ICT industry 'encouraged' by Mboweni's budget
Finance minister Tito Mboweni used his 2019 National Budget Speech to shine light on some key priority areas in the telecommunications sector, namely spectrum allocation and the high cost to communicate in SA.
Mobile operators have been clamouring for spectrum for years, as they need it to provide faster and more widespread high-speed data services.
Yesterday, Mboweni told the National Assembly that "data costs must fall", and promised to work relentlessly with communications minister Stella Ndabeni-Abrahams to ensure the issue around spectrum allocation is resolved.
Such a mandate, he said, includes resourcing the Independent Communications of SA (ICASA).
Mboweni indicated Ndabeni-Abrahams will shortly issue policy direction for the licensing of spectrum.
Mark Walker, IDC associate VP for Sub-Saharan Africa, says the finance minister's budget speech focused on surviving in a tough economic environment, adding that much of the detail will be interesting to work through.
Specifically, Walker says it's encouraging to see the spectrum issue is getting top-line attention and direct focus. "IDC will be closely watching how this translates into action over the next few months."
At this year's State of the Nation Address, president Cyril Ramaphosa said government is determined to accelerate licensing of high-demand spectrum.
Since becoming president, Ramphosa has made sure to stress the importance of allocating spectrum, stating SA's prosperity depends on the country's ability to take full advantage of rapid technological changes.
According to Siyathemba Magobiane, senior consultant at Frost & Sullivan, the fact that both Ramaphosa and Mboweni have made this a priority is positive news for mobile operators and South African citizens at large.
"Spectrum allocation is expected to facilitate the deployment of 4G and 5G mobile technologies, stimulate economic growth and decrease data prices end-users pay.
"A lack of additional spectrum has meant operators have had to invest in more towers to build denser radio networks to increase capacity, which has led to increased costs and as a consequence higher data prices.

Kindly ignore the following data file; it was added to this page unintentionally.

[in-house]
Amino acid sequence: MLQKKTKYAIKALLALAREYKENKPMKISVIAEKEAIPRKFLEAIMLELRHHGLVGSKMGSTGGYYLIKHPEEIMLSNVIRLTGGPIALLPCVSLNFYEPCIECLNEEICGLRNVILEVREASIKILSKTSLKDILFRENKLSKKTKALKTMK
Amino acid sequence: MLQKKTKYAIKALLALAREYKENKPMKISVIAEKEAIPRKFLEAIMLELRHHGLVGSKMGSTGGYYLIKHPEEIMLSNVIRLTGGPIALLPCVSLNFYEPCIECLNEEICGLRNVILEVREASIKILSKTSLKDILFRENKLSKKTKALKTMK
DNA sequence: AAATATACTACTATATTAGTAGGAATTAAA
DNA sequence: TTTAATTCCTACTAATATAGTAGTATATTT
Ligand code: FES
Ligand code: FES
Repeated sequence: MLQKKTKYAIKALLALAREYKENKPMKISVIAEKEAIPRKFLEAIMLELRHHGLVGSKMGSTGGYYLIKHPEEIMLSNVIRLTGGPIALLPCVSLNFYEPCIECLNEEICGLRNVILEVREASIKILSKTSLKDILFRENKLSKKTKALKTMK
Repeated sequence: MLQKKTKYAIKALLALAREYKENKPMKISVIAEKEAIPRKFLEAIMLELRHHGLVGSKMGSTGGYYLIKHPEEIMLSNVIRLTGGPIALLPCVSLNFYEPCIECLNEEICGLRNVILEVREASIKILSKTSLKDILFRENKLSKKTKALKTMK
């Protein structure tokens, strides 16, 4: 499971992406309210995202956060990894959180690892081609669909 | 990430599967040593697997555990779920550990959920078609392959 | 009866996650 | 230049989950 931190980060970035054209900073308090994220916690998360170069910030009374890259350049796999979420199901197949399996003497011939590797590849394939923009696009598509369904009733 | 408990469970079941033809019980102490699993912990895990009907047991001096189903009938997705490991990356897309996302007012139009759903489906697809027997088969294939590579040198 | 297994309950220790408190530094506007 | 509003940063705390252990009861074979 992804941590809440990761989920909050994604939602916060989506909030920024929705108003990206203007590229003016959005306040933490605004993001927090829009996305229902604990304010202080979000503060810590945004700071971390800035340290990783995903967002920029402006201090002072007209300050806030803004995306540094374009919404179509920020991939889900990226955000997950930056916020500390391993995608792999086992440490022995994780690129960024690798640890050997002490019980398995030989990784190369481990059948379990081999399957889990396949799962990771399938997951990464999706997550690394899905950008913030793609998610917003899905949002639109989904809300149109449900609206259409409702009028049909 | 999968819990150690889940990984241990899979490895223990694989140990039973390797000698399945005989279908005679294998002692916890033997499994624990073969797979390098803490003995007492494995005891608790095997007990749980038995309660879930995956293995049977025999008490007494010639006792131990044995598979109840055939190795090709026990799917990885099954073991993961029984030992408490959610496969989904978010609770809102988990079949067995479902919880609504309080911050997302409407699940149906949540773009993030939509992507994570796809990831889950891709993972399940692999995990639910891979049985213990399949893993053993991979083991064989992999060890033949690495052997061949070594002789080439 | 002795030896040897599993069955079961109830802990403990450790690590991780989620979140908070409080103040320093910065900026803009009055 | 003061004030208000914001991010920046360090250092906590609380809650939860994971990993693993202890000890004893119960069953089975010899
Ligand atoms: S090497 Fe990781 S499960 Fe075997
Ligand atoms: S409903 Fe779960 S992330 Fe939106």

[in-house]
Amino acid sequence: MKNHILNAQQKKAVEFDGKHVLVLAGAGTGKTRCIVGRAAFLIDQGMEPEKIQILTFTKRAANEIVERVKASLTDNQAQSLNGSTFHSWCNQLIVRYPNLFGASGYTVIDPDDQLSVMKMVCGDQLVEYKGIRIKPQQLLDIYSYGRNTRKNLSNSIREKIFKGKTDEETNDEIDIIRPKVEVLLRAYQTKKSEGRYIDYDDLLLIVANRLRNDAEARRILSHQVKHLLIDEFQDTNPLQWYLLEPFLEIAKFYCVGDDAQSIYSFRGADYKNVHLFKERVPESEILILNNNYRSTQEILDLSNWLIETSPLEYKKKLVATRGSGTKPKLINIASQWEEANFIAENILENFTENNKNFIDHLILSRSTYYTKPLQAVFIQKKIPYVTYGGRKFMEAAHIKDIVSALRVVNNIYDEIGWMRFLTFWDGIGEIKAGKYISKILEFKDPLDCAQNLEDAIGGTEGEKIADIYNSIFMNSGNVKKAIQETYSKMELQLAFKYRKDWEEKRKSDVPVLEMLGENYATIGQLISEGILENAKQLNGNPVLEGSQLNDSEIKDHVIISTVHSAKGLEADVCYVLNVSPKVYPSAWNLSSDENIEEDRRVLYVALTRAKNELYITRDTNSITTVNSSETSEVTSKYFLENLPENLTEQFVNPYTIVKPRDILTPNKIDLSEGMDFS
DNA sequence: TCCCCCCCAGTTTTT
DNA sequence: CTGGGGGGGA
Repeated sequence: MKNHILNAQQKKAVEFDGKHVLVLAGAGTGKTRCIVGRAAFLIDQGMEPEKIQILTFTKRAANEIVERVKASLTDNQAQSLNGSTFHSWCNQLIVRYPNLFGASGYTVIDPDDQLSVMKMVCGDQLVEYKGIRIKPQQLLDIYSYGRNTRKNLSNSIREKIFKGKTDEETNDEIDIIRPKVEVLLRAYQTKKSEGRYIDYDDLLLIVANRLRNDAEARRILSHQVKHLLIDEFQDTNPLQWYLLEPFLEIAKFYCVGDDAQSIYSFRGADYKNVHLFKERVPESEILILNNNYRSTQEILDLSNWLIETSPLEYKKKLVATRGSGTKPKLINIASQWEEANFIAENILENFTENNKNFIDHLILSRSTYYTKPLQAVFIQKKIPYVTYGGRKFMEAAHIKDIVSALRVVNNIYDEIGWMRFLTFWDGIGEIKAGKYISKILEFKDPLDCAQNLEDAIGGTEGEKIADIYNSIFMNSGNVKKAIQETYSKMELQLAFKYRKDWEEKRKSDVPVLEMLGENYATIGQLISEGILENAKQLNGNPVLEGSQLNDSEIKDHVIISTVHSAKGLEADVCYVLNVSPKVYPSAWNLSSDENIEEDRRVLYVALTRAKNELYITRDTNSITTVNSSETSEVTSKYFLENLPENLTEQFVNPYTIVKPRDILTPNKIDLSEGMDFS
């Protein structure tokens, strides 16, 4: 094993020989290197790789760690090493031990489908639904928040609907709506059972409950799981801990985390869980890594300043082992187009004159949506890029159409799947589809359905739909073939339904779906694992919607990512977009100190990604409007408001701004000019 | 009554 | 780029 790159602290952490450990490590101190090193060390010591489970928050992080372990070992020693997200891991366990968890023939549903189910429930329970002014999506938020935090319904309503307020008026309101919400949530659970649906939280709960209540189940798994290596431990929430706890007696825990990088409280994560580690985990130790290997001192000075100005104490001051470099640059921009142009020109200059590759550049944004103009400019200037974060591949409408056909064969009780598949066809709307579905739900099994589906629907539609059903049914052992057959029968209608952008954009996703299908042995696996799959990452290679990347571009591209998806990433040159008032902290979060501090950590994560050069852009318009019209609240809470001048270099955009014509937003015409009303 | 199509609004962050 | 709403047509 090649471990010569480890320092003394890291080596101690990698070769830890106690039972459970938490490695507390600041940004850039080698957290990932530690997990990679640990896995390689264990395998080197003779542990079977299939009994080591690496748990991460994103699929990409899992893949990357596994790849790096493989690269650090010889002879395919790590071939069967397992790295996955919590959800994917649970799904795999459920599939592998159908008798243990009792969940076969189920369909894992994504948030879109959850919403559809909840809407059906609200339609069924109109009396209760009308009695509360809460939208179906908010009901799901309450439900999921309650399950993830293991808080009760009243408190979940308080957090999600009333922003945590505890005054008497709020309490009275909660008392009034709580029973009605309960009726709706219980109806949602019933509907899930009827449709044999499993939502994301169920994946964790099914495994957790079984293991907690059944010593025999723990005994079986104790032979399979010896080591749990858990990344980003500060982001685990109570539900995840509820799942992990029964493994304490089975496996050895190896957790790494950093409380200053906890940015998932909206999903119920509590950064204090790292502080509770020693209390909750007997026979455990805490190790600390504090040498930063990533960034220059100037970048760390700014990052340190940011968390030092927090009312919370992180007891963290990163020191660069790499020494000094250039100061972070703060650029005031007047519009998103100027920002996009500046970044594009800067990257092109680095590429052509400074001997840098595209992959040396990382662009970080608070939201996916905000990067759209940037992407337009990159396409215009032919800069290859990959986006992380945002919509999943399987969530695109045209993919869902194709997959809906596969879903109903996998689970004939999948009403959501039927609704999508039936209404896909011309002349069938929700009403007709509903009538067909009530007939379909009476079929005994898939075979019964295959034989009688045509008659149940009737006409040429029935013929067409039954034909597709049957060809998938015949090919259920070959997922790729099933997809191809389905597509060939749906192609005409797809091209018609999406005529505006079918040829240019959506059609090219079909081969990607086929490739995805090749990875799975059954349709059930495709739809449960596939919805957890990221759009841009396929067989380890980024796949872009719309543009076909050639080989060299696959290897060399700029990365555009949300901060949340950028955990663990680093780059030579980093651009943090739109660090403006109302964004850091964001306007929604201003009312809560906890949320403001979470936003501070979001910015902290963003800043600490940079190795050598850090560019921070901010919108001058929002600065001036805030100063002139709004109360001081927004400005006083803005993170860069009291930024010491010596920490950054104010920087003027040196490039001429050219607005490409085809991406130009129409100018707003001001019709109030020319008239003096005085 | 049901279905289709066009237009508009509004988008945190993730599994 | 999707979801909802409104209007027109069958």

"Licensing additional spectrum to operators will make it much cheaper and easier to roll out 4G and 5G technologies. Savings can then be passed on to consumers in the form of lower data prices."
Paying lip service
Although Arthur Goldstuck, World Wide Worx MD, says it was encouraging that the finance minister gave data costs and spectrum a mention, he notes that not much detail was offered.
Goldstuck points out that Mboweni made it clear we would have to wait to hear from ICASA and the minister of communications on the way forward.
"Unfortunately, we have heard for a few years now about the cost of communications needing to come down, but no intervention with regard to cost of data, which is now the fuel for our most common forms of communication.
"Until tangible announcements are made, it remains lip service. On the positive side, the minister of communications is taking probably the most vigorous approach to the portfolio since Yunus Carrim. ICASA is also more active in moving the agenda forward than I can recall. It does mean we should see real movement this year."
South Africans have been vocal about their displeasure in regard to the high cost to communicate, using social media to complain, under the banner #DataMustFall.
IDC's Walker highlights that data cost reduction means more access to information.
Ben Bierman, MD of Business Partners, welcomes Mboweni's announcements on data costs, and says it is encouraging for small and medium enterprises (SMEs).
"SMEs are critical engines for growth and job creation in South Africa, creating an estimated 40% to 50% of jobs in the country. For many of them, Internet connectivity is an indispensable business tool for success. As such, the high cost of data in the country has, to date, negatively impacted the cost of doing business and profitability of many local businesses, meaning data costs have been a notable prohibitor when it comes to accelerating SME growth and, in turn, the sector's contribution to growing the economy.
"Data connectivity and digitisation are vital in levelling the playing field for SMEs, allowing them to compete with larger, more established companies in their industry. Digital technology has a pivotal role in increasing turnover, reducing operating costs, increasing turnaround times, capacity and scalability, and keeping a company relevant among its competitors. It also assists in improving business's accessibility and visibility to consumers and vice versa."